BR: Escape from Women’s Prison / Le evase – Storie di sesso e di violenze / Violez les otages (1978)

June 10, 2019 | By

Film: Very Good

Transfer: Very Good

Extras: Very Good

Label:  Severin Films / Unobstructed View

Region: All

Released:  April 30, 2019

Genre:  Women in Prison / Sexploitation / Eurosleaze

Synopsis: A quartet of freshly escaped convicts hold a tennis team hostage in a judge’s villa.

Special Features: Italian Version (85 mins.) / Interview with director Giovanni Brusadori “Freedom, Sex & Violence” (33:12) / Italian Trailer.




Reportedly one of the most infamous women in prison (WIP) films, Giovanni Brusadori’s lone feature film is far removed from the U.S. poster art which depicts a prison riot featuring characters that do not exist whatsoever.



Severin’s Blu-ray features a lengthy interview with Brusadori, a character actor and assistant director who gambled on a directorial career by developing a story in which escaped prisoners commandeer a bus of tennis players, and find themselves in a new prison of their own creation. There’s a lot of vicious irony in the script which had contributions by neophyte Bruno Fontana (who also co-produced) and veteran exploitation actor-writer George Eastman, a regular collaborator with Joe D’Amato.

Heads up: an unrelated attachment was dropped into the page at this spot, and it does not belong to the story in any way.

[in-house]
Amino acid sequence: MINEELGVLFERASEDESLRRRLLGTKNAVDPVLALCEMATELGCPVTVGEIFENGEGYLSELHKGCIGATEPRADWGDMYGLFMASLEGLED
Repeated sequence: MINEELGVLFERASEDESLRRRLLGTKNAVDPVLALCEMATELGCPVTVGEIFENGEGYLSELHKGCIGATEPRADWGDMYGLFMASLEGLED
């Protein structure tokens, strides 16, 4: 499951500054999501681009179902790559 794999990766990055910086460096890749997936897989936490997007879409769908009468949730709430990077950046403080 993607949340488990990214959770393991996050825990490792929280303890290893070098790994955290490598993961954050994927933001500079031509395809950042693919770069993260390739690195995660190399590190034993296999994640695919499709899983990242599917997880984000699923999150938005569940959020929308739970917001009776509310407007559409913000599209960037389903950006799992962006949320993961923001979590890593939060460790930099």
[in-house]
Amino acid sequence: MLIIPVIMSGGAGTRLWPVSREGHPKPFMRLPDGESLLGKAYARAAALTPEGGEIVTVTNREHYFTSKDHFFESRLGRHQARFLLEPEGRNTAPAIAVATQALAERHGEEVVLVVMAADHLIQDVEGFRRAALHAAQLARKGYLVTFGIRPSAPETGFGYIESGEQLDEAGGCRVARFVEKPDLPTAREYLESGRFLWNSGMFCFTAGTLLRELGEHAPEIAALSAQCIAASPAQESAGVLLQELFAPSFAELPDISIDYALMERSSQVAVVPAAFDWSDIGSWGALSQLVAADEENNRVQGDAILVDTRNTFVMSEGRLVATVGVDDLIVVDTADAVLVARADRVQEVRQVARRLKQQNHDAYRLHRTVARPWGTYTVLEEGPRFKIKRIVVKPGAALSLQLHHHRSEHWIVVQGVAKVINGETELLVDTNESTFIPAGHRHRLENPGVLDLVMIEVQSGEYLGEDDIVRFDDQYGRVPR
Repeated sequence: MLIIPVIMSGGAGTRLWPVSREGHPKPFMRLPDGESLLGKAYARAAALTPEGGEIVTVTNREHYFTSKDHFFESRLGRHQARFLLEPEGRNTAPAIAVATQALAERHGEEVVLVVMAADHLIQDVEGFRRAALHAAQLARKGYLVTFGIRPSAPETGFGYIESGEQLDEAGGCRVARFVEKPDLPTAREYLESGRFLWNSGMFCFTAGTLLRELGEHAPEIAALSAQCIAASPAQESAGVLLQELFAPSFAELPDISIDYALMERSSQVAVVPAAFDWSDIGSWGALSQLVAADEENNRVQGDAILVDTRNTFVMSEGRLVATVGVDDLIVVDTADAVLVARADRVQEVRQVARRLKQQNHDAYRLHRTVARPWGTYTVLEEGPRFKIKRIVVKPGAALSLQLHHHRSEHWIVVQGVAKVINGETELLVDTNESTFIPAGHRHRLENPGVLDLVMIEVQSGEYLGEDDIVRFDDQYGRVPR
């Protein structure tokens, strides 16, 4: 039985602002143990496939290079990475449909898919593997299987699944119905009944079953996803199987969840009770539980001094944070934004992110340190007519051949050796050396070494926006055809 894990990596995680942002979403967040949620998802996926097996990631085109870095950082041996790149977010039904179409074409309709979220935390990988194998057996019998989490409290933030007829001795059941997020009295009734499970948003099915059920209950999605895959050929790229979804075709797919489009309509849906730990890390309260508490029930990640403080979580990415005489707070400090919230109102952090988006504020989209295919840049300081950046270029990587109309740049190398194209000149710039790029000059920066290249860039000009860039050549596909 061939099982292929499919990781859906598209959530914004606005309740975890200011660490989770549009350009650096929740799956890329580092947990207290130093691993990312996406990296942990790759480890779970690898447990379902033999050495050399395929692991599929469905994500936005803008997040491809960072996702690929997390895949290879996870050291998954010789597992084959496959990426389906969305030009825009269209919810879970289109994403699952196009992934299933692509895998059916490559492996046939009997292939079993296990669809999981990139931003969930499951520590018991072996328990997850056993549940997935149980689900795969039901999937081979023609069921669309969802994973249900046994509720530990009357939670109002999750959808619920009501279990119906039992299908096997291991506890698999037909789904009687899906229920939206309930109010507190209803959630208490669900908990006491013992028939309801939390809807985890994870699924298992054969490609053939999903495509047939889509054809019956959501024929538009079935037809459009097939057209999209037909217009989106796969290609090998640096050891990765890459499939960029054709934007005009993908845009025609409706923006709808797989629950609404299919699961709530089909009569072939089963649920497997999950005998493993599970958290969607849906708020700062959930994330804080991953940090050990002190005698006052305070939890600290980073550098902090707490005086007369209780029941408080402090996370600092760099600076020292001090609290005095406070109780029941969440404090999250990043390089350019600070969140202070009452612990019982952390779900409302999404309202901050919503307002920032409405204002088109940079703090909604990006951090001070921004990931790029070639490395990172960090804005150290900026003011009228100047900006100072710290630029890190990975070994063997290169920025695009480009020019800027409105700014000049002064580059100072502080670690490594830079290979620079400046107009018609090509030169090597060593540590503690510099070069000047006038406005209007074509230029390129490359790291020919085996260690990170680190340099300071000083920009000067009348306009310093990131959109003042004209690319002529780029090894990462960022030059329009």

The story begins with convicts Monica (Lilli Carati), Diana (Marina Daunia), Erica (Ada Pometti), and Betty (Artemia Terenziani) literally escaping from an unseen prison (a low-lying castle turret) using a bed sheet, and crashing their getaway car when Monica’s brother is badly wounded by a cop.

A busload of pretty / silly / sexy tennis pros quickly discover their new passengers are wanted felons, and the bus is driven to the villa of a judge (Filippo De Gara), who by good (or bad) luck, had witnessed Monica’s prior sentencing. What begins as a hasty hostage crisis devolves into depraved behaviour, shifting power among the convicts, and a siege when police surround the villa and refuse to meet the group’s demands for money and a getaway car.